This is not surprising because cats are known for being fussy about their food. Changes in their diet can upset them.
See Also: How to Get Cat to Eat
Theory 4: They Have Issues with the Food Bowl
Cats are notoriously clean creatures who dislike being near something dirty. They also hate it when they eat from a food bowl that isn’t cleaned well.
If your cat has been burying her food repeatedly, then it could be due to cleanliness (or lack of it). Perhaps your cat is disgusted by the food bowl not being clean enough. Make sure that her dish is washed well and that could put a stop to all the digging.
But what if your cat’s bowl is regularly cleaned and your cat still buries her food? Then maybe it’s due to the scent of her litter.
Did you place the food bowl next to her litter box? If you answered yes, then don’t be surprised that your cat has been trying to bury her food. She’s disgusted by the idea of having to eat near her litter. So better move that litter box to another location if you don’t want her repeatedly burying her food.
It’s also possible your cat is burying her food because she doesn’t like the size and type of bowl used. Remember that cats have very sensitive whiskers. This is particularly true for felines with long ones. If the food bowl is so narrow or too small that it forces the cat’s whiskers to touch the sides, then your cat would feel upset.
Veterinarians say that when felines stick their faces into deep or narrow bowls, the feeling of their whiskers rubbing up against the sides of the bowl can be stressful. This is also called whisker fatigue which can lead them to fight with other cats, grow apprehensive, and yes, even knock over their food bowls.
Theory 5: They No Longer Want to Eat
Finally, another potential reason why cats attempt to put away their food is they’re done with it, and they don’t want to eat anymore. Burying food they no longer want to eat is akin to hiding their toys when they no longer want to play with it. Getting the food out of their sight can stop their reflex to eat.
How to Stop Your Cat from Burying her Food
Let’s face it—the act of trying to bury her food is a harmless feline behavior. It should not be a cause for concern at all. But if you are bothered by this behavior, then there are several tips you might want to keep in mind:
#1: Check the food
As you might know, cats are very picky when it comes to food. If their food tastes or smells bad, then cats would want to put it away. Double check that the food is not stale by looking over the expiry dates indicated on the packaging. The food you have given to your cat may have become stale.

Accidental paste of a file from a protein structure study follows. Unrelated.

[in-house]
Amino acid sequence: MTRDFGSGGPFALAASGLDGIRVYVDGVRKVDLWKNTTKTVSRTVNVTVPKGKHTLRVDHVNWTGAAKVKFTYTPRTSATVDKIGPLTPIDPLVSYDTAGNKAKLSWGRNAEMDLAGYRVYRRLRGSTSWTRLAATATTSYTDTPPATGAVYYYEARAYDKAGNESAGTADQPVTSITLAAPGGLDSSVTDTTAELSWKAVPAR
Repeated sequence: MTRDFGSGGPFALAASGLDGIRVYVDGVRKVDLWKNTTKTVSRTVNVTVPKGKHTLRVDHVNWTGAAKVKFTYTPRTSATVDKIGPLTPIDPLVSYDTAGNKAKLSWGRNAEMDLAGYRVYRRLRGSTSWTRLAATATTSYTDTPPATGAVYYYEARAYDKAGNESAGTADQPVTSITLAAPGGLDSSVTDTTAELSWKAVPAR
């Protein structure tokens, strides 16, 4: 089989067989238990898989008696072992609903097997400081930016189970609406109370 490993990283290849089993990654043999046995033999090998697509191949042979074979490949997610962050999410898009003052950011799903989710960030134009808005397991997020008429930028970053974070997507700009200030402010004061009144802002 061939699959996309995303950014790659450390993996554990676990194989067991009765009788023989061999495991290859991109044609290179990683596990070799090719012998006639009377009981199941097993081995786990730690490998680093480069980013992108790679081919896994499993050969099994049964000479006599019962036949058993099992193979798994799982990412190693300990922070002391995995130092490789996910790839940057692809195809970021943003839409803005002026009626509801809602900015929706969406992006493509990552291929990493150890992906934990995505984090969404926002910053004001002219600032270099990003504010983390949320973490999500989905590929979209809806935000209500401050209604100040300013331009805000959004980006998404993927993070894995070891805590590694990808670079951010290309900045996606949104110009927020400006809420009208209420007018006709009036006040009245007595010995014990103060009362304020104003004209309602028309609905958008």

Check, too, if the can or box was damaged as this could have contributed to the food inside becoming smelly. You can also smell the cat food or inspect it to see if there is mold on it.
#2: Warm the food
If the food isn’t stale but still unappealing to your pet, then one reason why your cat refuses to eat it is because it is too cold. Cats are known to avoid eating cold food even if it tastes good. They prefer strong-smelling food. Warm the food to increase the appetizing smell and make it more appealing to your feline.
#3: Ensure that your cat is not ill
A pet who’s feeling unwell will have a poor appetite. It is possible that this can lead to her not being interested in the food, or worse, trying to bury it. If you suspect that your cat is ill, then schedule a trip to the veterinarian.
See Also: How to Tell If Your Cat is Sick
#4: Careful food storage
Observe your cat if she’s eaten the food you gave her. If she tries to bury her food after eating, simply pick up her food and put it away. If you gave her dry food, keep it in a cool place like the refrigerator. Offer the food later.
In the event that you gave her wet food, just throw it away. Don’t leave her wet food out for more than 30 minutes as this could result in spoilage. In case your cat turns her nose up at the food you have just served, put it away and try another brand.
You may also consider giving your pet smaller portions. Take note of the amount of food she typically eats in a meal so that you won’t be offering too much food in the future.
#6: Change the food bowl
Avoid serving food in a bowl if you suspect that your cat is getting whisker fatigue. You can use a dish with low sides or a saucer instead of a food bowl if you suspect that whisker fatigue is causing her to knock over her dish.
You may also use a large and lipless flowing water source for your pet’s drink. The use of a cat water fountain can also help your cat avoid whisker fatigue.
See Also: DIY Cat Water Fountain
Trying to bury or hide their food is an innate behavior in cats. This has been observed in their bigger cousins like leopards, panthers, and bobcats who do this primarily to store their food for future use.
It’s also believed to be a way for them to avoid being tracked by their predators in the wild. The behavior is still apparent in domesticated cats despite not being scavengers like their ancestors.
There are other explanations for this weird habit. It’s possible that your cat does this because she simply doesn’t like the food. Or her food bowl is dirty and has a bad smell. Or perhaps her whiskers are getting irritated by her food bowl.
While there are many probable reasons behind this feline behavior, one thing is for sure: it’s not a cause for concern. Cats would try to bury their food from time to time, but you should not be worried about it at all unless your cat seems to be losing her appetite rapidly and hasn’t been eating.
What do you think caused your cat to start burying her food? Do you think it’s a cause for concern? Leave your comments below and tell us what you think! Also, check out our article on homemade cat food to increase your cat’s appetite.